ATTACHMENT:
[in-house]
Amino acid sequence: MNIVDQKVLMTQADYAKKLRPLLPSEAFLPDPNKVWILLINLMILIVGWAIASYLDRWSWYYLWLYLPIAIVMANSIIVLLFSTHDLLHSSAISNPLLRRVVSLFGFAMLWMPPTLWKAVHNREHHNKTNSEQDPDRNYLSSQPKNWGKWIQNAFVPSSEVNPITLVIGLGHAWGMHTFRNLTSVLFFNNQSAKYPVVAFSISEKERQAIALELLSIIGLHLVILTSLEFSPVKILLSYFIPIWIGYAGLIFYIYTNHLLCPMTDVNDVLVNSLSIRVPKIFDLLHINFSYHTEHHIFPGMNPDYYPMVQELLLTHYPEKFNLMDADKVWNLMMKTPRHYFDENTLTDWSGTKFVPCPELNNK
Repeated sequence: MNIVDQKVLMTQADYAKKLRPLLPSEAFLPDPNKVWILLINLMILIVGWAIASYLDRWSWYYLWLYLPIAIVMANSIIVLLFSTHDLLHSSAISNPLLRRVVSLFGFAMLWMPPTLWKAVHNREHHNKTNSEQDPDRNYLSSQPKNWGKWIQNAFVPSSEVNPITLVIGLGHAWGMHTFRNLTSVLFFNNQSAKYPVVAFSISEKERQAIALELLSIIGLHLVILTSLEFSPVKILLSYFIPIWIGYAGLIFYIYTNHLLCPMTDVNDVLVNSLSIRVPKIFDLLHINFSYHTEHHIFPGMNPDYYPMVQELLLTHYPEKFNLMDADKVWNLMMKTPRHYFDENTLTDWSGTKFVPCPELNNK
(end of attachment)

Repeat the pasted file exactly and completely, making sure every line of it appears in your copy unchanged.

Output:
[in-house]
Amino acid sequence: MNIVDQKVLMTQADYAKKLRPLLPSEAFLPDPNKVWILLINLMILIVGWAIASYLDRWSWYYLWLYLPIAIVMANSIIVLLFSTHDLLHSSAISNPLLRRVVSLFGFAMLWMPPTLWKAVHNREHHNKTNSEQDPDRNYLSSQPKNWGKWIQNAFVPSSEVNPITLVIGLGHAWGMHTFRNLTSVLFFNNQSAKYPVVAFSISEKERQAIALELLSIIGLHLVILTSLEFSPVKILLSYFIPIWIGYAGLIFYIYTNHLLCPMTDVNDVLVNSLSIRVPKIFDLLHINFSYHTEHHIFPGMNPDYYPMVQELLLTHYPEKFNLMDADKVWNLMMKTPRHYFDENTLTDWSGTKFVPCPELNNK
Repeated sequence: MNIVDQKVLMTQADYAKKLRPLLPSEAFLPDPNKVWILLINLMILIVGWAIASYLDRWSWYYLWLYLPIAIVMANSIIVLLFSTHDLLHSSAISNPLLRRVVSLFGFAMLWMPPTLWKAVHNREHHNKTNSEQDPDRNYLSSQPKNWGKWIQNAFVPSSEVNPITLVIGLGHAWGMHTFRNLTSVLFFNNQSAKYPVVAFSISEKERQAIALELLSIIGLHLVILTSLEFSPVKILLSYFIPIWIGYAGLIFYIYTNHLLCPMTDVNDVLVNSLSIRVPKIFDLLHINFSYHTEHHIFPGMNPDYYPMVQELLLTHYPEKFNLMDADKVWNLMMKTPRHYFDENTLTDWSGTKFVPCPELNNK